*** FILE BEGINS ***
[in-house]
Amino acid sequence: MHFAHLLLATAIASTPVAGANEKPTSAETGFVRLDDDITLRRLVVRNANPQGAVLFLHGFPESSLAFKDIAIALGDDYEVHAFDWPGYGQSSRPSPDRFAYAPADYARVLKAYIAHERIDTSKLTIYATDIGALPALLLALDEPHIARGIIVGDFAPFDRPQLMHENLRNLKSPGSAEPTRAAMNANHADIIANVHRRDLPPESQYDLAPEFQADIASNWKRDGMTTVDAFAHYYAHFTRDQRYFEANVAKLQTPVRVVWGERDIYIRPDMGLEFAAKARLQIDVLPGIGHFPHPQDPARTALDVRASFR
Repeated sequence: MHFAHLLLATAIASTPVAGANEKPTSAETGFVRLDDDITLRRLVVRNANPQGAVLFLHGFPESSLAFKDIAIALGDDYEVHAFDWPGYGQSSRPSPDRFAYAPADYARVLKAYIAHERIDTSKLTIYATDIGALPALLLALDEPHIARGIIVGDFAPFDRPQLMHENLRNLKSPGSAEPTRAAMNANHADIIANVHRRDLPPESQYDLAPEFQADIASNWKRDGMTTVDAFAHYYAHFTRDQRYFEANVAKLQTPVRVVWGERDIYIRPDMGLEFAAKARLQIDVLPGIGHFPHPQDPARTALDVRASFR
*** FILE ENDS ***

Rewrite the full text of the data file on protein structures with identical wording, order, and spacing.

[in-house]
Amino acid sequence: MHFAHLLLATAIASTPVAGANEKPTSAETGFVRLDDDITLRRLVVRNANPQGAVLFLHGFPESSLAFKDIAIALGDDYEVHAFDWPGYGQSSRPSPDRFAYAPADYARVLKAYIAHERIDTSKLTIYATDIGALPALLLALDEPHIARGIIVGDFAPFDRPQLMHENLRNLKSPGSAEPTRAAMNANHADIIANVHRRDLPPESQYDLAPEFQADIASNWKRDGMTTVDAFAHYYAHFTRDQRYFEANVAKLQTPVRVVWGERDIYIRPDMGLEFAAKARLQIDVLPGIGHFPHPQDPARTALDVRASFR
Repeated sequence: MHFAHLLLATAIASTPVAGANEKPTSAETGFVRLDDDITLRRLVVRNANPQGAVLFLHGFPESSLAFKDIAIALGDDYEVHAFDWPGYGQSSRPSPDRFAYAPADYARVLKAYIAHERIDTSKLTIYATDIGALPALLLALDEPHIARGIIVGDFAPFDRPQLMHENLRNLKSPGSAEPTRAAMNANHADIIANVHRRDLPPESQYDLAPEFQADIASNWKRDGMTTVDAFAHYYAHFTRDQRYFEANVAKLQTPVRVVWGERDIYIRPDMGLEFAAKARLQIDVLPGIGHFPHPQDPARTALDVRASFR